By the end of the story, I loved both sisters dearly. The characters here are
Undoubtedly part of my high rating of this book is due to the context in which I read it - my honeymoon in Italy, which began (at the same time I started the book) in Venice. Corona does a really magnificent job of setting the scene of Venice of the early 1700s, so wandering those same "streets" and canals in 2009, I found it so much easier to glimpse the baudy, crazy, poverty- and luxury-filled lives they held so long ago. The plot moves quickly and as a loving sister myself, I was easily taken ...more
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(3.5 stars) Set in Venice in the late 1600's, the child Maddalena and her baby sister, Chiaretta are left at the Pieta. They are branded with the hospital's mark and are sent off to be fostered. When they are older, they are brought back to the Pieta to work and take lessons. While this book has a similar premise to Barbara Quick's "Vivaldi's Virgins", the story is quite different. The adjustment to partially cloistered life is difficult, but each sister makes her own path, with Chiaretta becomi ...more
Maddalena and Chiaretta were sisters left by their mother at the Ospedale della Pieta because she couldn’t care for them. There were four such ospedales in Venice to care for foundling children; the Pieta was noteworthy because Antonio Vivaldi was the music master there for a time. All of the girls were expected to take music lessons of some sort. Maddalena had a special affinity for the violin, while Chiaretta had a beautiful soprano voice. Vivaldi was impressed with Maddalena’s talent and took ...more
This started out interesting but got tedious for me, it wasn't quite what I thought it would be.

It's a story of two young girls who are abandoned at an all girls orphanage of sorts that also serves as a musical academy. Most of the book is set in the orphanage, where the oldest has grown comfortable with the limited lifestyle while the younger yearns to leave it.

I think it was the Vivaldi part that I was looking forward to the most, but that served to just disappoint me. I did not see where she
Aug 21, 2010 Candice rated it 5 of 5 stars  ·  review of another edition
Recommends it for: Carol, people interested in books set in Venice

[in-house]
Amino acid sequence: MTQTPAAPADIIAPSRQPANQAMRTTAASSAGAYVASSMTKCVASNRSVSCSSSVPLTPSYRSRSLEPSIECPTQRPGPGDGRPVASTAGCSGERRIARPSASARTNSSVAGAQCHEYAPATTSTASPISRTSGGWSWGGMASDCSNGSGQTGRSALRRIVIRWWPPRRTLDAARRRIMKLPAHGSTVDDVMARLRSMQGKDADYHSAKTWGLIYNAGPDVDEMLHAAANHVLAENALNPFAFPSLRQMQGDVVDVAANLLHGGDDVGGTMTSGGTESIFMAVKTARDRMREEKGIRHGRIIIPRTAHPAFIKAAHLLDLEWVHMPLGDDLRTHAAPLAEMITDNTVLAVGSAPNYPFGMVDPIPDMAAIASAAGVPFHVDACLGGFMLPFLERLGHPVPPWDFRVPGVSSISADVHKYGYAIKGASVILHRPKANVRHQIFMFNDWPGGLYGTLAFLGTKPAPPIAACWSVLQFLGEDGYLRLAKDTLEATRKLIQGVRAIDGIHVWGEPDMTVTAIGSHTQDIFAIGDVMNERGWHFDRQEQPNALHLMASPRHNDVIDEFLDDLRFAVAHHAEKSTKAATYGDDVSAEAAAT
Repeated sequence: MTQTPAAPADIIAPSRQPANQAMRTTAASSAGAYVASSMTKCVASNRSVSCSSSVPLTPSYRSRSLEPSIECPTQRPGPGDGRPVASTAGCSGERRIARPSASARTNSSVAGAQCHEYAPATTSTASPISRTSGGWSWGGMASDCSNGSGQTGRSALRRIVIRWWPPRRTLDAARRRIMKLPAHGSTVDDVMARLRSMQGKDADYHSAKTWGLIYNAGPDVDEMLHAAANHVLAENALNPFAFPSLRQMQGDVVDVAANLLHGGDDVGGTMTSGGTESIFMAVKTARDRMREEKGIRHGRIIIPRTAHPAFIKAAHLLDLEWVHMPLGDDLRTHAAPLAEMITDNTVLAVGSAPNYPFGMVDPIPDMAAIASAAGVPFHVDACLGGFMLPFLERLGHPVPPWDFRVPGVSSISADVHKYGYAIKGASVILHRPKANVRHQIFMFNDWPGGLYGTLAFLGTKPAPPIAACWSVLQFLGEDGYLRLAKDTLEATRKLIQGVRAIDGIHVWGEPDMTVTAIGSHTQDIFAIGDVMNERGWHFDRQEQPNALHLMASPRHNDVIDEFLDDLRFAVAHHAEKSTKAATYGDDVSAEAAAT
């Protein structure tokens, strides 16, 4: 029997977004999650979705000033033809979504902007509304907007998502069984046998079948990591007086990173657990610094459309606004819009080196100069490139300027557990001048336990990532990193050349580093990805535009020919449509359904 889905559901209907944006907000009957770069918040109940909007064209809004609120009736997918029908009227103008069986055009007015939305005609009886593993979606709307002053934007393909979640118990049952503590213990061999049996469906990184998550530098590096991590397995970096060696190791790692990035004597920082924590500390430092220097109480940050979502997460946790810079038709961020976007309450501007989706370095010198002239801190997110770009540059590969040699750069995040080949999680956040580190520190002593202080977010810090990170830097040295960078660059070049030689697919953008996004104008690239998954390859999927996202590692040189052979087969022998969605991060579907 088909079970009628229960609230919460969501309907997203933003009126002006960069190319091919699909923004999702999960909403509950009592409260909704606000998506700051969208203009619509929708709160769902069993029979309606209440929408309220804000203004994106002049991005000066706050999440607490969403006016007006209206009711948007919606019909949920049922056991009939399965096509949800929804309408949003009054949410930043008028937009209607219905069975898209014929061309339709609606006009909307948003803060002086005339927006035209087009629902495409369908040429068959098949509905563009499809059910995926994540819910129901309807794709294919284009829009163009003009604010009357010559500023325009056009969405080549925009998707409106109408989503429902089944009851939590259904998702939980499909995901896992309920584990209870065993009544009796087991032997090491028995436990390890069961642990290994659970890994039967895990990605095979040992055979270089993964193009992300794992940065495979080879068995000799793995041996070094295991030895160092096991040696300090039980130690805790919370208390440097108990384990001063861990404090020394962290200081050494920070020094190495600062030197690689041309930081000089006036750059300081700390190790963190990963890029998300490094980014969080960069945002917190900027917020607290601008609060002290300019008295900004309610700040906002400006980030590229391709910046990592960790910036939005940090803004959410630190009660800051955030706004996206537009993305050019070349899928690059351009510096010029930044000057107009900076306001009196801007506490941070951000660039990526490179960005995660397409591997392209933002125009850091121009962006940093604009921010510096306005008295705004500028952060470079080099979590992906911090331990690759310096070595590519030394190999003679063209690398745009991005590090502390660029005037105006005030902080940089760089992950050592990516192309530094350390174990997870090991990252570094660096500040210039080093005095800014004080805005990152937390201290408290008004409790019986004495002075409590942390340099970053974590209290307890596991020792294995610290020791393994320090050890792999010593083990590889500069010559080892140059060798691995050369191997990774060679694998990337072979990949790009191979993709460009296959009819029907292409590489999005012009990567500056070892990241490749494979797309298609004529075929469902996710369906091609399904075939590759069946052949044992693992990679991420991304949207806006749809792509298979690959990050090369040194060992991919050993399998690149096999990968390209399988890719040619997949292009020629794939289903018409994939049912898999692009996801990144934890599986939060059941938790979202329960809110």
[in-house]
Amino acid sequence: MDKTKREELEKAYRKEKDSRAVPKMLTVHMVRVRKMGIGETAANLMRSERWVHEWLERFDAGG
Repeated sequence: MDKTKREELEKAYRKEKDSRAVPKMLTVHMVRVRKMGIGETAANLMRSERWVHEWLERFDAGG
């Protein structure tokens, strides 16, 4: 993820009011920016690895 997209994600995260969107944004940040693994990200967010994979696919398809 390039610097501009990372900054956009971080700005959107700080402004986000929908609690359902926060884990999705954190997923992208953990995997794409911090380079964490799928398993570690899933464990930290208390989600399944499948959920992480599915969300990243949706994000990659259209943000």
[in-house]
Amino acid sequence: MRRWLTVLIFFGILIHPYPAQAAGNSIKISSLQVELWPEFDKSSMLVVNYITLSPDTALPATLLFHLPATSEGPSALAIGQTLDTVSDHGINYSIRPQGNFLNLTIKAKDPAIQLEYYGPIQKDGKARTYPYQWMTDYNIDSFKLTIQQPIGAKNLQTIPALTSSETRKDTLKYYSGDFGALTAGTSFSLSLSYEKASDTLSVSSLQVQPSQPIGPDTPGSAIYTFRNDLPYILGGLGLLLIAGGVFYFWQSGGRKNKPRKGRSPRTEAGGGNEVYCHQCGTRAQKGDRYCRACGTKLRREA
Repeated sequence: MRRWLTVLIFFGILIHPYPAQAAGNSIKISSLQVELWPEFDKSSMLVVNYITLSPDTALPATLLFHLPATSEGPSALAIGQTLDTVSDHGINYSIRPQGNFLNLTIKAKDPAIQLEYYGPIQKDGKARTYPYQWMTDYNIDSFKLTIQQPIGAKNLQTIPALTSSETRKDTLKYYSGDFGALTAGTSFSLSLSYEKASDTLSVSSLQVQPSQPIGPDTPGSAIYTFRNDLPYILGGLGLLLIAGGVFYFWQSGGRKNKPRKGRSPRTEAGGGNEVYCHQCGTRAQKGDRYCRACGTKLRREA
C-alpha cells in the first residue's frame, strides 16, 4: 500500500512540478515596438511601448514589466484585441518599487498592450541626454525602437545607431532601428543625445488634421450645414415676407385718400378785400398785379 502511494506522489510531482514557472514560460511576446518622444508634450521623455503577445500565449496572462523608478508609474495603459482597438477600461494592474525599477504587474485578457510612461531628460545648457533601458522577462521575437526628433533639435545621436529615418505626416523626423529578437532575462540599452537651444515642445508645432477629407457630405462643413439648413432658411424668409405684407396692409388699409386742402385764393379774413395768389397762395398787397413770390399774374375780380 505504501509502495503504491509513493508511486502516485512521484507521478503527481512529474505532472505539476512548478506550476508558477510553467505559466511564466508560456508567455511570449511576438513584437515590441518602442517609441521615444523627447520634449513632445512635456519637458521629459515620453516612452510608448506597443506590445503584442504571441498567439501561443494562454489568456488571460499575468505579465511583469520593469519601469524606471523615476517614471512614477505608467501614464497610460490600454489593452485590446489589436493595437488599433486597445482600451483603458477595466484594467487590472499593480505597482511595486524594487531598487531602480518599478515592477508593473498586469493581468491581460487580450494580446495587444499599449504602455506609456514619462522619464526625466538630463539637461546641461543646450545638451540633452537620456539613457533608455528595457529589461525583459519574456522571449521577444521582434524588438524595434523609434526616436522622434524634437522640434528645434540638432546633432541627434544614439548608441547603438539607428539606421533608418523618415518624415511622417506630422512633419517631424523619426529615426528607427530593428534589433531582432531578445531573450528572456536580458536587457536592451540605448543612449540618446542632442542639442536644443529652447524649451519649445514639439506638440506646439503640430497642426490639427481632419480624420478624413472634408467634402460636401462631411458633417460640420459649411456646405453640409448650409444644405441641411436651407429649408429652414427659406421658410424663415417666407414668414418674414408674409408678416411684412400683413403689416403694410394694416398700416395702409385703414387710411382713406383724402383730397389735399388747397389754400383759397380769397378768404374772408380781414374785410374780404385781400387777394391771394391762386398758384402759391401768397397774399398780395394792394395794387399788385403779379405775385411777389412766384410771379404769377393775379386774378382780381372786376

This was a super piece of historical fiction. I thought it would be more about Vivaldi, but it was so well written and interesting that I wasn't disappointed. It is mostly the story of two sisters, Maddalena and Chiaretta, who are raised at the Ospedale della Pieta, Venice's foundling hospital and musical academy. Vivaldi was a maestro there for a time, and the book is set within that period. Laurel Corona goes into great detail about what life was like in the Venice of the first half of the 18t ...more
This was an enjoyable read! Two of the main characters are orphaned sisters who grow up in the Pieta, which is a church orphanage in Venice. They both show musical talent--one of them becomes a singer at the church, and the other plays violin in the church orchestra. Vivaldi is one of the teachers there, and he also writes new works for the ensembles. This book was very well-researched (given the limited info available about the daily lives of the young girls at the Pieta). It was interesting to ...more
I really enjoy reading historical fiction--not usually as historical as this however. It was a good read, lost of personalities and a good look at Vivaldi's Venice. Well written and informative. Easy read, not too deep but enjoyable.
A novel of 18th century Venice rich with details of life, music, Carnivale and the lives of the noble families that dictated all of society and it's pleasure. This story fictionally describes the life of Vivaldi and how his most important music was created for the Pieta, a convent-like orphanage that supported hundreds of foundling girls left on it's doorsteps. To support them the Pieta creates two things lace, and beautiful music. The story of two orphaned sisters who become passionate musician ...more
Jackie Bouchard
If you like books that take a 'footnote from history' and imagine the story behind that tiny tidbit, you'll enjoy this. It is the story of two sisters growing up in a Venice orphanage in the 1700s and the influence of Vivaldi in their lives. He teaches and writes music for the choir at the orphanage, and one of the sisters becomes his muse.

Met the author last night - a very smart, interesting woman. I knew nuthin' about Vivaldi or what life was like in Venice then, so it was a very interesting
A little too much depression and tragedy, makes it very realistic but still...
I'd prefer a different ending in wich more characters stay alive and happy not dead or damaged for life.
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I have loved reading and writing ever since my older sister came home from first grade to teach me what she had learned that day. My first publications were in the Oakland Tribune in a weekly section for children called "Aunt Elsie's Page," and a newspaper I put out for my family which featured reviews of what I was reading and news about what was happening in the lives of my dolls.

I was lucky eno